Date of Award:

1999

Document Type:

Dissertation

Degree Name:

Doctor of Philosophy (PhD)

Department:

Family, Consumer, and Human Development

Advisor/Chair:

Glen O. Jenson

Abstract

This study examined four levels of sexual involvement among adolescents. Levels of sexual involvement were (1) adolescents who had experienced sexual intercourse; (2) adolescents who had been involved in petting but had never had intercourse; (3) adolescents who had made out but had never petted or had sexual intercourse; and (4) adolescents who had never made out, petted, or had sexual intercourse. The sample consisted of 308 eleventh graders from a semi-rural area of the state of Utah.

Dating patterns, particularly early age at first date, were found to be significantly associated with most levels of sexual involvement. Early age at first date was associated with a high level of sexual involvement, with 90% of the adolescents who dated at age 13 or before having experienced sexual intercourse by their junior year in high school. Having a steady boyfriend or girlfriend was also associated with a higher level of sexual involvement, with 58% of those who reported having a steady dating partner reporting sexual intercourse involvement.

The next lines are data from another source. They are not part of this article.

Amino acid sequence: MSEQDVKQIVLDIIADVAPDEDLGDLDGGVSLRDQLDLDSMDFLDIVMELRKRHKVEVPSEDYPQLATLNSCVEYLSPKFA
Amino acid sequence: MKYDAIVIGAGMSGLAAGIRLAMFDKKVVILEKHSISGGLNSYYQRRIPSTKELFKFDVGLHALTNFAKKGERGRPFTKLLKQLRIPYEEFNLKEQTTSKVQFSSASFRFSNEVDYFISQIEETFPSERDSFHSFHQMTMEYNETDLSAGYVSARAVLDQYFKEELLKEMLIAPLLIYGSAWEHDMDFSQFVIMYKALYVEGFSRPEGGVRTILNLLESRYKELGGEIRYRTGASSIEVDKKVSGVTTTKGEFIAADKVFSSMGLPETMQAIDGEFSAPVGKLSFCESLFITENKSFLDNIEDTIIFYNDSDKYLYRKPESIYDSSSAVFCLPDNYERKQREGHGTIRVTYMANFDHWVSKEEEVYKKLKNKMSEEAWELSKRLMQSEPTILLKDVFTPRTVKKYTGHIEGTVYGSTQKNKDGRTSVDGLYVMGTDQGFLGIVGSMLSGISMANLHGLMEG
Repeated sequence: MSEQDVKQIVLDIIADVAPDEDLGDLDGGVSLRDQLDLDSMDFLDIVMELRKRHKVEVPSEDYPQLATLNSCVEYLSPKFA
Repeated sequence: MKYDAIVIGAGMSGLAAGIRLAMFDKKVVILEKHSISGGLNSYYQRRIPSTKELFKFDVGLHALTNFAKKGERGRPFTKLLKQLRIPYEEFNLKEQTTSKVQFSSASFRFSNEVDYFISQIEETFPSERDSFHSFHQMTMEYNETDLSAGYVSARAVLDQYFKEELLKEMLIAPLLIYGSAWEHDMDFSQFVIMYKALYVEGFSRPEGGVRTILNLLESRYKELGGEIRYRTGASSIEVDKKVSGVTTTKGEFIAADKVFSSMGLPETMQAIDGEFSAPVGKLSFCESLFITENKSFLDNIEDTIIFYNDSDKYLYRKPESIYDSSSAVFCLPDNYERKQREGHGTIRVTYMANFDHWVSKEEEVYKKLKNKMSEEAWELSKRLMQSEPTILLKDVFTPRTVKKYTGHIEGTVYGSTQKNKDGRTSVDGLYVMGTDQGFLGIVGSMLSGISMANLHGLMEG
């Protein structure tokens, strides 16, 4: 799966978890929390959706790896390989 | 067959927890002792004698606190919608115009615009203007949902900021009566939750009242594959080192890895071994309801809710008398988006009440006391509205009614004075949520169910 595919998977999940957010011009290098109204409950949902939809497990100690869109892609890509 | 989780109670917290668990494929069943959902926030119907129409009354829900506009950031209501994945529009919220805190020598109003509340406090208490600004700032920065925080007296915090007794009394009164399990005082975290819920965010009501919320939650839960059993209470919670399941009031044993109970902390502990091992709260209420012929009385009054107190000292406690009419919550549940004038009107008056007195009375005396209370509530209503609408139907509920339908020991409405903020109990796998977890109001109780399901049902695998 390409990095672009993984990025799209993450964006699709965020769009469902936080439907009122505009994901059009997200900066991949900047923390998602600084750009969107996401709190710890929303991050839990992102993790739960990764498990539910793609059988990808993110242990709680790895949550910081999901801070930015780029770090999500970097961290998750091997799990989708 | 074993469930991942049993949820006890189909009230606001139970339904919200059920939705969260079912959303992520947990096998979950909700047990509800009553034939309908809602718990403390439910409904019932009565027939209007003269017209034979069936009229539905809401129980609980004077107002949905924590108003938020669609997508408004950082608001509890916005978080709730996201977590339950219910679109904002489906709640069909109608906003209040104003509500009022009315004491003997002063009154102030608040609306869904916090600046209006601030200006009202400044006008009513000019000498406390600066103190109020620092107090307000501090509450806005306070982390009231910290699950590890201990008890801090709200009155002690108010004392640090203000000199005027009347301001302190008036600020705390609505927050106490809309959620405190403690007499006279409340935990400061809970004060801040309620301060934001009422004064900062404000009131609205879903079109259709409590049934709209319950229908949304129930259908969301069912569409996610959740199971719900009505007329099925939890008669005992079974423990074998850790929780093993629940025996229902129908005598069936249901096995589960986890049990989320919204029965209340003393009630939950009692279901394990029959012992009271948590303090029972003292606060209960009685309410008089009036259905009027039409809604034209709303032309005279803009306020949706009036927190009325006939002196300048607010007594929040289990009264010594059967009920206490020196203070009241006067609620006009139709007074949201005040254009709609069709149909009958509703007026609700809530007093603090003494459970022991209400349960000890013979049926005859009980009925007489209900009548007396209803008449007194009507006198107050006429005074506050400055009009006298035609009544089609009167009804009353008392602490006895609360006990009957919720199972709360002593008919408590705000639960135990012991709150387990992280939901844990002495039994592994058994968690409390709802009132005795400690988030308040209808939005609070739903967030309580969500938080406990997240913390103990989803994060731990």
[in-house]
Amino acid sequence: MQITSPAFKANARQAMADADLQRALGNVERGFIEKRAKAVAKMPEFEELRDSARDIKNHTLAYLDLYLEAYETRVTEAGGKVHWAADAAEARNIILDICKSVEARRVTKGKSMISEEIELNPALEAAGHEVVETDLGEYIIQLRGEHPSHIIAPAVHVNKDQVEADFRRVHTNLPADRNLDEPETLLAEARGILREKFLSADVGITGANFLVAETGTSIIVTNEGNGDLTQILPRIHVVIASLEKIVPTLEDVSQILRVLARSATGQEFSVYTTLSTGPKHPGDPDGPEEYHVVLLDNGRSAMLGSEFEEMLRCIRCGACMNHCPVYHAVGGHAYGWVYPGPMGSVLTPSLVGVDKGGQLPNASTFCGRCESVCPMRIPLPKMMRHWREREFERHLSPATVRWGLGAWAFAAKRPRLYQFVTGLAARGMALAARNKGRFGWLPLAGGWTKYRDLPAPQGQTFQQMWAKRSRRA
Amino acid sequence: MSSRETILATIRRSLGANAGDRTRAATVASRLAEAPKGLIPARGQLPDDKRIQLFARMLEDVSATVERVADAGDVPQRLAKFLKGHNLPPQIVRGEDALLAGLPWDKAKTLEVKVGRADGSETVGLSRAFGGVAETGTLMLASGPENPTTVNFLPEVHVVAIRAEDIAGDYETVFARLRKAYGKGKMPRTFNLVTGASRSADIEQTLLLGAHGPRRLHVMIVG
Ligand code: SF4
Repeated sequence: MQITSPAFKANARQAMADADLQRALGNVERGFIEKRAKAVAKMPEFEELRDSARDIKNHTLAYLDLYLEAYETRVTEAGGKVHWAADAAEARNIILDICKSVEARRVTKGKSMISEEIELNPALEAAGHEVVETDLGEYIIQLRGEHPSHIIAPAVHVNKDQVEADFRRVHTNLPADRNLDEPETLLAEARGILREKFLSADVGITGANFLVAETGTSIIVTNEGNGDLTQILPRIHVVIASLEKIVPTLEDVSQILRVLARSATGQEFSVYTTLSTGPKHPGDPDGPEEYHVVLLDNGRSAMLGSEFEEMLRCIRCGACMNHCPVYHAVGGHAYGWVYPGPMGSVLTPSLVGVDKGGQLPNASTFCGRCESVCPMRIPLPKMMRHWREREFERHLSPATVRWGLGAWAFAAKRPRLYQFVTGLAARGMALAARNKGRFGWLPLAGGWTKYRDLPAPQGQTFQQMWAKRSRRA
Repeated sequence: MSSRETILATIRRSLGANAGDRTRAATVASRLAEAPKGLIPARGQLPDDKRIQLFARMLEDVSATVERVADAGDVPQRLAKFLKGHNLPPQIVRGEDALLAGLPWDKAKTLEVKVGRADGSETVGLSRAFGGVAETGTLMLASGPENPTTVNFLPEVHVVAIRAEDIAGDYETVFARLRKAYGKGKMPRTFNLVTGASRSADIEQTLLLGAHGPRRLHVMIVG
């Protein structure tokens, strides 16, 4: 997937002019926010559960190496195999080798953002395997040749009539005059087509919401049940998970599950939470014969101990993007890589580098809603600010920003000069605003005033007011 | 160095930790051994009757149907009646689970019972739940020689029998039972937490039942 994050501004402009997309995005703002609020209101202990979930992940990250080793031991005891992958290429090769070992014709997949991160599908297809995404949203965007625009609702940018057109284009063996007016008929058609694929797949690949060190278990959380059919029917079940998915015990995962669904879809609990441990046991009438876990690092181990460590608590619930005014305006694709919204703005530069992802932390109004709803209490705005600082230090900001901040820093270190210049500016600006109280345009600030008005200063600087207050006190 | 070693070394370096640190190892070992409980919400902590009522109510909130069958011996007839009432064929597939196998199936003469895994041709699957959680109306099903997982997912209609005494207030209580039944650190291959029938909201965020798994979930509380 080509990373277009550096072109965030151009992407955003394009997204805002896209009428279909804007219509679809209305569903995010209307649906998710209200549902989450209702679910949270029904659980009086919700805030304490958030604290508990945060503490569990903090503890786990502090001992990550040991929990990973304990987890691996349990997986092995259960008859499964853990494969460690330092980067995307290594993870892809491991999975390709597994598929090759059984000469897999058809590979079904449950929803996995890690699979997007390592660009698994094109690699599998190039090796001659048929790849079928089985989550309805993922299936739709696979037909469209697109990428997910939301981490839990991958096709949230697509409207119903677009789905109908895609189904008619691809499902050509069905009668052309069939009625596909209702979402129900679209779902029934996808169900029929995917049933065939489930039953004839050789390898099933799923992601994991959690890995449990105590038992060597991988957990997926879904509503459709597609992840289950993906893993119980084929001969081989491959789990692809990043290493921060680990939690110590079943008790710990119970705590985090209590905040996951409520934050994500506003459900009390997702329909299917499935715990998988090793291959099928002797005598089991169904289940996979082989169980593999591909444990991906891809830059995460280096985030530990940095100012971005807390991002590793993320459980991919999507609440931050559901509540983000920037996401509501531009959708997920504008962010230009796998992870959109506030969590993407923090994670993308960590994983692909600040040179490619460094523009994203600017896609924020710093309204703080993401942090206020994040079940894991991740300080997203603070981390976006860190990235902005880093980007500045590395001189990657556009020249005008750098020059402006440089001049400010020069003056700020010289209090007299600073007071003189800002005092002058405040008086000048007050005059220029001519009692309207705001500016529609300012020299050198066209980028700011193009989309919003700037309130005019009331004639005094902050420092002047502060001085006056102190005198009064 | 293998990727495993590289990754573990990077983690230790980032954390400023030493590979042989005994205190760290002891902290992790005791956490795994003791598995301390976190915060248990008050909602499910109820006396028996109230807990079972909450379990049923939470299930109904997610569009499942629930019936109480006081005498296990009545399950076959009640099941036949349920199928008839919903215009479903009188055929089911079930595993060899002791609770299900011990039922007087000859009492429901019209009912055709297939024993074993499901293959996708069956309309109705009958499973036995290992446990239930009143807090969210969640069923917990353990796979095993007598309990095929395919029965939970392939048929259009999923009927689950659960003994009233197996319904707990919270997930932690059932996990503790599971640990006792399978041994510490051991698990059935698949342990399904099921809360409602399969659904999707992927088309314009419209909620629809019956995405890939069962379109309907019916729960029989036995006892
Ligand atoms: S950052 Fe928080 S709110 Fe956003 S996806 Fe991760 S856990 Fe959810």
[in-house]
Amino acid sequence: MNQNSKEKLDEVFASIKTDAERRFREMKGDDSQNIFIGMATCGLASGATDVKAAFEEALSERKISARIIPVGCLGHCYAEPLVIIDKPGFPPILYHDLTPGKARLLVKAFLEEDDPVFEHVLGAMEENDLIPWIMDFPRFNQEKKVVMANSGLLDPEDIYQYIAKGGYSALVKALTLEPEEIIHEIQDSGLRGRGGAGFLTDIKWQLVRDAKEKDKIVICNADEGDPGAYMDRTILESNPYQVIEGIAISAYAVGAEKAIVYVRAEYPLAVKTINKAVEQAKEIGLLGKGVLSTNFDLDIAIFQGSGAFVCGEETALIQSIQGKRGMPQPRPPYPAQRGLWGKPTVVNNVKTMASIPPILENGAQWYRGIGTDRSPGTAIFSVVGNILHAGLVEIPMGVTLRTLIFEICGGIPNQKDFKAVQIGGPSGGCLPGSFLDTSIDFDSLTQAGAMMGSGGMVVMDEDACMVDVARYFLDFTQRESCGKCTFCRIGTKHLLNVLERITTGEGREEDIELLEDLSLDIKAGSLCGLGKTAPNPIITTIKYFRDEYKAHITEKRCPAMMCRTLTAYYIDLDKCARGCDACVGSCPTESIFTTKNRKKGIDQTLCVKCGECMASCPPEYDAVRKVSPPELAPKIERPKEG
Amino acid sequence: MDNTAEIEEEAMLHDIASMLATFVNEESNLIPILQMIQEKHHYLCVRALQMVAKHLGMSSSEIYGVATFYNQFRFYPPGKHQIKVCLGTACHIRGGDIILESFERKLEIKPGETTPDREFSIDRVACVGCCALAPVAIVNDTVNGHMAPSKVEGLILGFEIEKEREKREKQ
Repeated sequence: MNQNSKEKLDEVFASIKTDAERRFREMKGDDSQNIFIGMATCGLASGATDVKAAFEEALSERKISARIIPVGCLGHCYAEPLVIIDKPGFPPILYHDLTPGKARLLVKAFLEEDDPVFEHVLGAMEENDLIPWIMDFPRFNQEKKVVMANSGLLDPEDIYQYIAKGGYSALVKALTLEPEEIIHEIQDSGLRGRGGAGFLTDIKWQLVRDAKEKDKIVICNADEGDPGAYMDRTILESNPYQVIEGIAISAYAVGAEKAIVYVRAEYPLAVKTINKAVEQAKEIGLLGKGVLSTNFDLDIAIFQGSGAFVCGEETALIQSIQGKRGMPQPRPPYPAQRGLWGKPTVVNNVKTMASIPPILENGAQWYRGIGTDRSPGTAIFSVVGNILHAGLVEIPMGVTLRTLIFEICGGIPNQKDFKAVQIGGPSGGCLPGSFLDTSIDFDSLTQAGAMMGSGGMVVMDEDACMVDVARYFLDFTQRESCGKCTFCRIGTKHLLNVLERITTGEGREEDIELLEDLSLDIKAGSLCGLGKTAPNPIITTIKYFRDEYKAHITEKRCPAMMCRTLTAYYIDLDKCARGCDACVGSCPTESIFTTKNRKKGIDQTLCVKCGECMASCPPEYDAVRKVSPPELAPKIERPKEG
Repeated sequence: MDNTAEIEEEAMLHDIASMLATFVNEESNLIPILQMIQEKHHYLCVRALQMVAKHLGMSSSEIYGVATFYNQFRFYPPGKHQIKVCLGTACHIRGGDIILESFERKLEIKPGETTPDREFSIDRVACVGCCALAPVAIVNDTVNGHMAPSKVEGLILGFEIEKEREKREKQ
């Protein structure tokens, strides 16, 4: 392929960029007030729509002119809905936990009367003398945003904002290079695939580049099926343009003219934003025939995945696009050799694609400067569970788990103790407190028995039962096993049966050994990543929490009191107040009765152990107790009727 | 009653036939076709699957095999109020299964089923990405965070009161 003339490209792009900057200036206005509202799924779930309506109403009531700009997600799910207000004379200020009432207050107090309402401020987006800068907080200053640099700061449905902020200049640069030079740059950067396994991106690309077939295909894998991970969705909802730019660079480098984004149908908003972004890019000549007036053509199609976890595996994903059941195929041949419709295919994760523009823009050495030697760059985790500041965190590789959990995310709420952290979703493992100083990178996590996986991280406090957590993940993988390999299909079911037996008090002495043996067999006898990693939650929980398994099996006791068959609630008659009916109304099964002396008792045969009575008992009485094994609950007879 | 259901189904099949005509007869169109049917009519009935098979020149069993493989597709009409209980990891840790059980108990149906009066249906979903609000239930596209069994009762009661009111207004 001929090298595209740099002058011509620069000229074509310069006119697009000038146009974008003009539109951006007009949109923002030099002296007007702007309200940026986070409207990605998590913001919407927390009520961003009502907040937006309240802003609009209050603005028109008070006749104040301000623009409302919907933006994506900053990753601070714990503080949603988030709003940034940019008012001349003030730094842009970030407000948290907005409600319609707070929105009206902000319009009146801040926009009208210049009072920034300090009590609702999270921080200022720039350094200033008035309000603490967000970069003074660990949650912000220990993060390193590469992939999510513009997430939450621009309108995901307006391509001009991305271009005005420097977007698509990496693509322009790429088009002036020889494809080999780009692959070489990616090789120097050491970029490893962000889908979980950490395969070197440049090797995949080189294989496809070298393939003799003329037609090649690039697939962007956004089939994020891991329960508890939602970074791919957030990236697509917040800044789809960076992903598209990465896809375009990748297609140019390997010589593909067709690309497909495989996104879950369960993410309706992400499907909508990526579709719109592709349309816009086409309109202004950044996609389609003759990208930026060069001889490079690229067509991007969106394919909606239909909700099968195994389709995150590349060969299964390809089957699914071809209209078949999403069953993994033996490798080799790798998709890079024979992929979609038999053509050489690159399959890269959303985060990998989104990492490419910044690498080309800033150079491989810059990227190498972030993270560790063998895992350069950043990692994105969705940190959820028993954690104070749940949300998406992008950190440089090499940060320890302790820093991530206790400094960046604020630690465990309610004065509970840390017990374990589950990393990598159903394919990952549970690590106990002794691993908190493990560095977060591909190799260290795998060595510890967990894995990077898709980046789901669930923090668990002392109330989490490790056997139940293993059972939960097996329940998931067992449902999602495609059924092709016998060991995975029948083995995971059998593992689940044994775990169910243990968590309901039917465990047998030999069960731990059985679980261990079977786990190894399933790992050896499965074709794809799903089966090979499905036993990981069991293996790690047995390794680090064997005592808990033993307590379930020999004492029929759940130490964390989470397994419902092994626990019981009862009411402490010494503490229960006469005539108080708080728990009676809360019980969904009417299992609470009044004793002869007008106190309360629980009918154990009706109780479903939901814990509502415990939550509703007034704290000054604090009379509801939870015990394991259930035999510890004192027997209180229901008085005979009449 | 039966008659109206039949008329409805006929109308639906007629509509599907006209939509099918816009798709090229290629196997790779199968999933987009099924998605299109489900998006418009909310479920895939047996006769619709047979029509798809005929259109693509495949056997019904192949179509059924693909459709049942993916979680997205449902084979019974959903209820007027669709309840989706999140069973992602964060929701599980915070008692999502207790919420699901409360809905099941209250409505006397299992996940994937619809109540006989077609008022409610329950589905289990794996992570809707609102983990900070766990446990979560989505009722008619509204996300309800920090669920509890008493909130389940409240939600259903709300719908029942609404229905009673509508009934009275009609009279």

Close relationships with family, father, and mother were more predictive of less female involvement in sexual activity than male. Relationship with mother was not significant for adolescent male sexual involvement. Having peers who approved of adolescent sexual involvement was more associated with male than female sexual activity. Higher frequency of church attendance was a strong predictor of less sexual involvement for both genders. More factors proved to be predictive of adolescent female than male sexual activity on all levels of sexual involvement. A history of sexual abuse and having high educational goals were significantly associated with female sexual involvement only.

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